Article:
In an effort to boost environmental sustainability, several plastic bag manufacturers are pursuing proactive, self-policing steps toward green packaging.
Joseph Greene, a Chico, Calif., plastics industry consultant and research academian, heads nonprofit company Sustainable Green Products Inc., which was formed at the request of the bag manufacturers.
The firm's program for sustainable packaging succeeds the environmentally preferred rating program, known as EPR, that has been in existence since 2005. The company filed incorporation papers May 19 with the state of California.
Greene believes plastic bag makers must be proactive and deal effectively with environmental pollution, landfill content, outright bag bans and per-bag fees facing the industry.
Enough firms have committed to launch the sustainable program, said Greene, who presented the concept at a Sept. 15 meeting of the California Film Extruders and Converters Association in Norwalk.
Greene gave attendees a choice: If you don't think it will work, conversation over. If you think it will work, we need to proceed.
Everyone there thought [the program is] important and something they should consider, Greene said. They saw that this type of idea can make sense for the plastics bag industry.
In addition to being president and a director of Sustainable Green, Greene is president of consultancy Greene Plastics and Composites Engineering Co. In his academic and research roles, Greene is professor of manufacturing technology and mechanical engineering and director of polymer manufacturing at California State University in Chico, known as Chico State.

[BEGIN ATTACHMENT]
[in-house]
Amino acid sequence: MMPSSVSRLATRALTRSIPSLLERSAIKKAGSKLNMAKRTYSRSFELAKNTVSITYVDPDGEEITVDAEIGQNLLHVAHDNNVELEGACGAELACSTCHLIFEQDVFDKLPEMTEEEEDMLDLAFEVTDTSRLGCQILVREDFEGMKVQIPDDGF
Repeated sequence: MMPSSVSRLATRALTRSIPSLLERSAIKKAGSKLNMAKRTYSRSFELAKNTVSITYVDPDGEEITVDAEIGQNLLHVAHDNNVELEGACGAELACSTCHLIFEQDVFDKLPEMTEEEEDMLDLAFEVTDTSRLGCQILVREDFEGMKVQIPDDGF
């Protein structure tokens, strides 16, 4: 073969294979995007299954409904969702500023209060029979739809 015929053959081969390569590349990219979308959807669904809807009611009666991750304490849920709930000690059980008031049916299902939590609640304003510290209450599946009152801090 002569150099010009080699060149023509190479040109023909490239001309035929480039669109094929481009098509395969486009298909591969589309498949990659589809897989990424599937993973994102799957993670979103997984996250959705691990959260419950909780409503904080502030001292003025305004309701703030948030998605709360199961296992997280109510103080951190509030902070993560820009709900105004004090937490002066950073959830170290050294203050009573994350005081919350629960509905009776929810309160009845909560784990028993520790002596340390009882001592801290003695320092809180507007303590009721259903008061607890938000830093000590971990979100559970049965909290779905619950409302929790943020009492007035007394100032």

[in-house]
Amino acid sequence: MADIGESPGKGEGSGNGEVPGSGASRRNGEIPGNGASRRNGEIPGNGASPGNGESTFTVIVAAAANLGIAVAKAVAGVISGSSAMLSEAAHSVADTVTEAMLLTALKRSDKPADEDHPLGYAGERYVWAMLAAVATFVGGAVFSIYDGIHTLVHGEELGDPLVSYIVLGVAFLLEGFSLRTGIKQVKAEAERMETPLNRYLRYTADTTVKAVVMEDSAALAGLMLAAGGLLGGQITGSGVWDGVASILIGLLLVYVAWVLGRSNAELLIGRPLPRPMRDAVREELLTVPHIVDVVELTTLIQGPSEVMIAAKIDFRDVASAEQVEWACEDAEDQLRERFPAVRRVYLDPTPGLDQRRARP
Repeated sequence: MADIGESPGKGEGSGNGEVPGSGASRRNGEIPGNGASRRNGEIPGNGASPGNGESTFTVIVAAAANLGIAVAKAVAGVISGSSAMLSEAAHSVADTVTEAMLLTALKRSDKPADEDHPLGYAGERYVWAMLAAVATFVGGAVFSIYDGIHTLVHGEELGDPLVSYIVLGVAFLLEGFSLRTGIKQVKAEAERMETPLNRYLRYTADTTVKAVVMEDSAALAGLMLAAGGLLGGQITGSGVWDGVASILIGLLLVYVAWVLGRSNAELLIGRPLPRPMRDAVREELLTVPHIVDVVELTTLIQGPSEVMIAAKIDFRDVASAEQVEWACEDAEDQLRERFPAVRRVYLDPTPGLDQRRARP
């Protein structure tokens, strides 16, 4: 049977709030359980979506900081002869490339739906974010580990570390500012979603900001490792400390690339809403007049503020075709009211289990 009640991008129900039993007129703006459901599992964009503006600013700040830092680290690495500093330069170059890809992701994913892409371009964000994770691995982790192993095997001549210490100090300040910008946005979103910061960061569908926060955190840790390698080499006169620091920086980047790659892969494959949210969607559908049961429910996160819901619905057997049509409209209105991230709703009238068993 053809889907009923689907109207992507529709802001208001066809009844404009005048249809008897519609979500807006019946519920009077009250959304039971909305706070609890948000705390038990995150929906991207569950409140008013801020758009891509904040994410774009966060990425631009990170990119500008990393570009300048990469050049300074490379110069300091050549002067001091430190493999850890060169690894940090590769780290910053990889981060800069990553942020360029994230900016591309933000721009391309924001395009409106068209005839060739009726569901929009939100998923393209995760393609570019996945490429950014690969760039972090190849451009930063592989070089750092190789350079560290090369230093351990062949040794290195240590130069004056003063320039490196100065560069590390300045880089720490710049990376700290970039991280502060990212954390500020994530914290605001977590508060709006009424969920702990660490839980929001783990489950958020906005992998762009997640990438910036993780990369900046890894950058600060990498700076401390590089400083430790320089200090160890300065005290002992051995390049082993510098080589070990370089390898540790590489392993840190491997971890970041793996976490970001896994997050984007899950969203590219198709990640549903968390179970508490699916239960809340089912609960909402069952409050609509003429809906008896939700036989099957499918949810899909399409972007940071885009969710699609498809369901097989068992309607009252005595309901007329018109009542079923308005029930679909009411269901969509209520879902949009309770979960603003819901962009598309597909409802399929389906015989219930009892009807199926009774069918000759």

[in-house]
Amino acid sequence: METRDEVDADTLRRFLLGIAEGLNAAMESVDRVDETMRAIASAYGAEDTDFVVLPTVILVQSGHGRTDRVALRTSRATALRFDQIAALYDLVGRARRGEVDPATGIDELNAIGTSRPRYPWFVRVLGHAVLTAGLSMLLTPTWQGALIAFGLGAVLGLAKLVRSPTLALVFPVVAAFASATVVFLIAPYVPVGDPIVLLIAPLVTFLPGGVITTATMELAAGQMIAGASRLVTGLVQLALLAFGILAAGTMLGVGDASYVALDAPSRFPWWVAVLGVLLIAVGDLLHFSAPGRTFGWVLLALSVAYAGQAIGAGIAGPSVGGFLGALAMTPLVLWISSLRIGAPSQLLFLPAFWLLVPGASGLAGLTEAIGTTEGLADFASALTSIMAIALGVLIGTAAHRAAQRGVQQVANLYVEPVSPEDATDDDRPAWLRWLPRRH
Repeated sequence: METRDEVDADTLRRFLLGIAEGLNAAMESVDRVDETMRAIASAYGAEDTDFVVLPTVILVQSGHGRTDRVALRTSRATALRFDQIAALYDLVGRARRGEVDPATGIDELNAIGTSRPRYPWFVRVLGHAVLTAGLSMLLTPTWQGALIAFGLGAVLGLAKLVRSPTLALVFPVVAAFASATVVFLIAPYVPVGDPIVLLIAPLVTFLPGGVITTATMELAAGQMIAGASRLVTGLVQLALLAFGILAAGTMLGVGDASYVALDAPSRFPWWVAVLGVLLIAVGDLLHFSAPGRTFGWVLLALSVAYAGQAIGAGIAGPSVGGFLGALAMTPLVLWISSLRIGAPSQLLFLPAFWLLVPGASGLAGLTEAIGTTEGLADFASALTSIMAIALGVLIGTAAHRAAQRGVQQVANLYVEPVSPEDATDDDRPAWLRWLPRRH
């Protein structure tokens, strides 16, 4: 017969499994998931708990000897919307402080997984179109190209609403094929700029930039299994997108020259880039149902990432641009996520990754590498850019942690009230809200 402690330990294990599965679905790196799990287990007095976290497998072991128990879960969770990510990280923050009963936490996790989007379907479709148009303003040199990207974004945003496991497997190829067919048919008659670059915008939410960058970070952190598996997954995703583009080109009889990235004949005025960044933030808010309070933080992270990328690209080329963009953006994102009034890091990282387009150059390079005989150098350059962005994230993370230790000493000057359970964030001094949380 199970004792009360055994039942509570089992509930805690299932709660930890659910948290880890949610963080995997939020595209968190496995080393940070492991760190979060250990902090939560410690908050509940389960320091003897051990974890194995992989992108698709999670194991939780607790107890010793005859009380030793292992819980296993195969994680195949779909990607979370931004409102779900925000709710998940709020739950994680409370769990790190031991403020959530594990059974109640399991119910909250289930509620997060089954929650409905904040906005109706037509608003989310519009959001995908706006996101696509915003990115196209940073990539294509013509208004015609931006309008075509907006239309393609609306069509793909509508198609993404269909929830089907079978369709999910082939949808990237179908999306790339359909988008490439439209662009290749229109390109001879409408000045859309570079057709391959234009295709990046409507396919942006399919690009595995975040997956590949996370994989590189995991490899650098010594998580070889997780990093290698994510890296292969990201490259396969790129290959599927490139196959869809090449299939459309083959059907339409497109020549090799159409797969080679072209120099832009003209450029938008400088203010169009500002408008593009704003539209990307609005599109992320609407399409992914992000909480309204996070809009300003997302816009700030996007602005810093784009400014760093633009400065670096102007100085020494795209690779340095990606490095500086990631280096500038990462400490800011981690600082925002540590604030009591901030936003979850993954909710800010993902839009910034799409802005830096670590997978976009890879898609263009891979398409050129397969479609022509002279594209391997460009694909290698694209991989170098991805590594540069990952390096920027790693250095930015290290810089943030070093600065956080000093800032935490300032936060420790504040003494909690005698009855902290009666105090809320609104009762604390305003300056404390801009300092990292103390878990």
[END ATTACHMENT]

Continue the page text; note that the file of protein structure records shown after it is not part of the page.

The underlying motivation for me is to help the plastics industry, Greene said in a telephone interview. We need to show good faith for the environmental side of plastics.
Staff members in the California regulatory community understand Greene's efforts. I am respected in Sacramento, he said. They value my input.
In coming months, Greene plans to introduce a sustainable-packaging logo and a certification form, make final program changes and begin a marketing campaign. Audits start in January, with successful participants qualifying to use the logo, certification and carbon-reduction Green Star designation in business and marketing messages.
Greene said processors show good faith if they annually reduce a plant's carbon footprint by 10 percent and waste diversion by 50 percent.
Compared with the EPR effort, the sustainable-packaging program is a more complete energy, waste, and regulatory audit that plastics companies need [in order] to be more competitive in our environmentally conscious marketplace, Greene said.
Since 2005, under CFECA's auspices, Greene has completed two EPR audits each of operations at Command Packaging in Vernon, Calif.; Roplast Industries Inc. of Oroville, Calif.; Crown Poly Inc. of Huntington Park, Calif.; and Lone Star Plastics Inc.'s plant in Garland, Texas.
Greene conducted single EPR audits of Lone Star's Prattville, Ala., facility; Heritage Bag Co.'s plant in Rancho Cucamonga, Calif.; Inteplast Group Ltd.'s Lolita, Texas, plant; Montebello Plastics Inc. of Montebello, Calif.; and Poly Pak America Inc. of Los Angeles.
CFECA has charged $5,000 to audit a single plant under EPR guidelines and $2,500 for each of an audited company's additional locations. Greene anticipates charging $5,000 for each sustainable audit.
Four of the companies have agreed to sign up for sustainable auditing during 2010, and Greene is working to enroll others including past EPR participants.
In addition to Greene, the four other directors of Sustainable Green are:
* Robert Bateman, president of Roplast Industries.
* Frank Ruiz, president of Plastimin LLC of Carrollton, Texas, and research and development consultant for extruder and bag maker Heritage Bag Co. and PVC pipe extruder Heritage Plastics Inc.
* Brian Smith, operations manager of Fafco Inc. in Chico, a manufacturer of polyolefin heat exchangers and solar panels for swimming pool and potable water heating.
* Daren Otten, lecturer and manufacturing technology program coordinator at Chico State and previously president of Development Technologies Inc. of Magalia, Calif.
In addition to packaging, Greene envisions the nonprofit company setting up separate sustainability-auditing programs for makers of bottles, toys and sneakers. He also wants to cover different materials.
I am trying to not be just a plastics guy, Greene said. I want to be a sustainable green guy.
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